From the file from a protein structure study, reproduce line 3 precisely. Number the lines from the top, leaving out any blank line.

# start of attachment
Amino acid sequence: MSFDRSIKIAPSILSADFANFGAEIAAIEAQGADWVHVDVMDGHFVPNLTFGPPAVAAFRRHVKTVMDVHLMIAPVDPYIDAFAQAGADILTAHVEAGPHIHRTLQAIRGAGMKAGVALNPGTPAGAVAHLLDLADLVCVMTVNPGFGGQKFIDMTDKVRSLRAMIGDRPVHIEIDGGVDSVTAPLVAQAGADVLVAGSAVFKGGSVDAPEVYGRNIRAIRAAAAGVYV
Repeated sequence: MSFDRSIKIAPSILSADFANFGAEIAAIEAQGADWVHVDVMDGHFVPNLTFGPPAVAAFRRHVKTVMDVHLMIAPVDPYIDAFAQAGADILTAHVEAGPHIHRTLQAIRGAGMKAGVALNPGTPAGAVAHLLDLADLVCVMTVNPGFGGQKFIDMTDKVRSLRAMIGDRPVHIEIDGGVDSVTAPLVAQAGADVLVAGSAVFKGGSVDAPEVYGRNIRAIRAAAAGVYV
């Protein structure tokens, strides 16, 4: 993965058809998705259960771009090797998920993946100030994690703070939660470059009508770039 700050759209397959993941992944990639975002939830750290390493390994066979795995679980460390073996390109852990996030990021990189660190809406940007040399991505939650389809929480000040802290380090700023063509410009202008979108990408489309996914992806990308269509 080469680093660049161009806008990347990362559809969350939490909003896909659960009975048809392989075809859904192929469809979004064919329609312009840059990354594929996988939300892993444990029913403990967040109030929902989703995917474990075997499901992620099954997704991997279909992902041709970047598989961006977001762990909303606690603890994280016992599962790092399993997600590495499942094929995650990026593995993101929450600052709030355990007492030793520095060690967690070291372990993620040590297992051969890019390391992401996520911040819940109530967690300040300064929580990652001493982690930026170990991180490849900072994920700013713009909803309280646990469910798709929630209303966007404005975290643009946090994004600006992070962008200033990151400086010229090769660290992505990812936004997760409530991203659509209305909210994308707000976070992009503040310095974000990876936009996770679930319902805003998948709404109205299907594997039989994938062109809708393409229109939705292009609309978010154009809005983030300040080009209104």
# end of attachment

């Protein structure tokens, strides 16, 4: 993965058809998705259960771009090797998920993946100030994690703070939660470059009508770039 700050759209397959993941992944990639975002939830750290390493390994066979795995679980460390073996390109852990996030990021990189660190809406940007040399991505939650389809929480000040802290380090700023063509410009202008979108990408489309996914992806990308269509 080469680093660049161009806008990347990362559809969350939490909003896909659960009975048809392989075809859904192929469809979004064919329609312009840059990354594929996988939300892993444990029913403990967040109030929902989703995917474990075997499901992620099954997704991997279909992902041709970047598989961006977001762990909303606690603890994280016992599962790092399993997600590495499942094929995650990026593995993101929450600052709030355990007492030793520095060690967690070291372990993620040590297992051969890019390391992401996520911040819940109530967690300040300064929580990652001493982690930026170990991180490849900072994920700013713009909803309280646990469910798709929630209303966007404005975290643009946090994004600006992070962008200033990151400086010229090769660290992505990812936004997760409530991203659509209305909210994308707000976070992009503040310095974000990876936009996770679930319902805003998948709404109205299907594997039989994938062109809708393409229109939705292009609309978010154009809005983030300040080009209104």